You may find all of the resolved cases in specific issue fields by visiting our Utah Issues pages
Commercial Speech and Free Expression - In November 2002, commercial speech advocate and Salt Lake City resident B. L. Brereton filed the latest in a series of lawsuits seeking to do away with an unconstitutional city ordinance prohibiting the posting of "For Sale" signs on private vehicles. After three lawsuits (see B.L. Brereton v. Taylorsville City Corporation, B. L. Brereton v. Holladay City Corporation, and Mobile Media On the Go v. Salt Lake City Corporation), Brereton agreed to give Utah cities and counties until September 1, 2002 to repeal the ordinance.
Commercial Speech, Free Expression - On May 31, 2002, commercial speech enthusiast and Salt Lake City resident B. L. Brereton filed the latest lawsuit in the ongoing quest to do away with an unconstitutional city ordinance prohibiting the posting of “For Sale” signs on private vehicles (see Mobile Media On the Go v. Salt Lake City Corporation and B. L. Brereton v. Holladay City Corporation). The case stemmed from several complaints from Taylorsville residents, including one man who received a citation when his car was parked at work because his employer didn't have a license to sell used cars.
Commercial Speech and Free Expression - After several individuals called to complain that they had received citations for posting "For Sale" signs on their vehicles, we became aware of an ordinance that seems to be on the books in just about every city in Utah. Those cited were not accused of any other moving or parking violations. In one instance, the car was legally parked at a downtown Salt Lake City meter, and in another, the car was parked on a private lot in West Valley City. In both cases, the car owners were cited for violating an ordinance prohibiting individuals from parking or driving a vehicle for the "principal purpose of" displaying such vehicle for sale "or displaying advertising."
Commercial Speech and Free Expression - On May 16, 2002, Holladay became the second city in Utah to repeal an ordinance making it illegal to “park or operate a vehicle upon any roadway for the principal purpose of … displaying such a vehicle for sale … or displaying advertising.” The Holladay City Council chose to get rid of the unconstitutional law after the ACLU of Utah and cooperating attorney Brian Barnard filed a lawsuit on behalf of Salt Lake City resident B. L. Brereton, claiming that the Holladay ordinance violated First Amendment rights to commercial speech on public streets and was unconstitutionally vague because it lacked “written polices, rules or regulations for determining when a vehicle is being operated for the ‘principal purpose’ of displaying advertising.”
Privacy and Technology - In a ruling issued March 15, 2002 in Salt Lake City v. Keith Roberts, the Utah Supreme Court rejected Salt Lake City’s attempt to expand police investigatory powers in ways that would have severely infringed upon personal privacy. The American Civil Liberties Union of Utah had filed an amicus curiae brief in support of appealer Keith Roberts. At issue in the case was the interpretation of Salt Lake City laws regulating public lewdness.
Free Expression and Religion & Belief - In 1996, after years of being arbitrarily excluded from the Utah State Fair because fair patrons complained about the content of their religious message, Kurt and Cindy Van Gorden were allowed to set up a booth to display the religious books they publish. Unbeknownst to them, however, their contract contained restrictions not imposed on other vendors. Fair officials then used those restrictions as a pretext for shutting down the Van Gordens when fair patrons once again objected to their message.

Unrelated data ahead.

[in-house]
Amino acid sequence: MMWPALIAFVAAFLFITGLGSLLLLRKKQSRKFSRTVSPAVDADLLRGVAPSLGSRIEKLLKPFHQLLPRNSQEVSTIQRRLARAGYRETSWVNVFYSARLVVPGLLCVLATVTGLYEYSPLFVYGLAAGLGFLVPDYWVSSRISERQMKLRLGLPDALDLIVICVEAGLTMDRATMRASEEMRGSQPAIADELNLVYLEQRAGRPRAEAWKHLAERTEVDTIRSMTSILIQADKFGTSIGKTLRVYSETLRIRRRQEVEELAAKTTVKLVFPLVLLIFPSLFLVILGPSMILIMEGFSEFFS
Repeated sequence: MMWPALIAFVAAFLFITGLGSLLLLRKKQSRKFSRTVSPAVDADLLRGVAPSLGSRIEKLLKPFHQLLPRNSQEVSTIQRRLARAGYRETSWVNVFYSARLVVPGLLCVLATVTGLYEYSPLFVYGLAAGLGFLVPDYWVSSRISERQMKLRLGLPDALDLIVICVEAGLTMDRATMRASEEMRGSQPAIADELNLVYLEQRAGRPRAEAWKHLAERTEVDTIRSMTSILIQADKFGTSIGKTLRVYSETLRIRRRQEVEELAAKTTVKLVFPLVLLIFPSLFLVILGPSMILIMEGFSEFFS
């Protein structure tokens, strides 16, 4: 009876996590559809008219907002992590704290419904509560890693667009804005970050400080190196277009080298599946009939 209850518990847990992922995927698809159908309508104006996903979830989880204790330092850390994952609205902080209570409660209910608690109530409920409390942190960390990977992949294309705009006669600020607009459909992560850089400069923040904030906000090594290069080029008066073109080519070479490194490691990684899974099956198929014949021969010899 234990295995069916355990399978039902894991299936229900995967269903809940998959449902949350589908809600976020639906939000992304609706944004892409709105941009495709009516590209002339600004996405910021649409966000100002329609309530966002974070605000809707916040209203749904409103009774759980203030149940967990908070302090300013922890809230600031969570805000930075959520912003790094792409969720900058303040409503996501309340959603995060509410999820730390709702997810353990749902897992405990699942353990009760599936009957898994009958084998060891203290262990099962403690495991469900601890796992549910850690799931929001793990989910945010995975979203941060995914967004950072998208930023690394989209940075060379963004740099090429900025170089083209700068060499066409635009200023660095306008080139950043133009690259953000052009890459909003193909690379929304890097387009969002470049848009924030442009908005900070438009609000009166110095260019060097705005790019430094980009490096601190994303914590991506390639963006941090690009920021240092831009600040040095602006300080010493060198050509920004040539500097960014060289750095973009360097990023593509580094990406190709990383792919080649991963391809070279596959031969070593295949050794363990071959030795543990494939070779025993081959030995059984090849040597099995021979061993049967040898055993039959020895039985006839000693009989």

Open and Public Meetings, Participatory Democracy - On October 15, 2001, the Utah Alcoholic Beverage Control Commission held two "emergency" meetings by telephone to revise a proposed rule targeting alcohol advertising that depicts religious figures, symbols, or themes. The secret meetings came as a shock to members of the press and public who had been following the reworking of Utah’s alcohol advertising laws. Many argued that because of the controversial nature of the commission’s business, it was especially important that board members conduct the people’s business openly and with fair and adequate notice, rather than shield their actions from public input and scrutiny.
Right to Protest, Free Expression, and Equal Protection - During their 2001 session, the legislature passed House Bill 322 Domestic Terrorism of Commercial Enterprises. Targeted at animal rights activists, HB 322 mandated enhanced penalties for "any criminal offense with the intent to halt, impede, obstruct, or interfere with the lawful operation of an animal enterprise or to damage, take or cause the loss of any property owned by, used by, or in the possession of a lawful animal enterprise," a designation that included, but was not limited to, farms, ranches, rodeos, and research facilities.
Open Records, Participatory Democracy - For over two years, the American Civil Liberties Union of Utah met with representatives from the Utah Olympic Public Safety Command (UOPSC) in an effort to ensure that during the 2002 Winter Olympic Games, peaceful protesters have meaningful areas in which they can voice their opinions, and that our regular public forums remain open to free speech activities. Despite the fact that UOPSC joined the Salt Lake Organizing Committee at several public events to discuss its activities, our organization had not been given any plans for accommodating lawful protest.
Unlawful Search, Police Practices - Kristin Foote has a mild form of cerebral palsy and a slight speech impediment. On Mother’s Day, 1994 while driving to a picnic with her 4-year-old daughter, Foote was stopped by a Utah Highway Patrol trooper on pretextual grounds. Based upon Foote’s speech pattern and a green tint on her tongue, the trooper concluded she was driving under the influence of drugs. She was detained, arrested, and later strip-searched.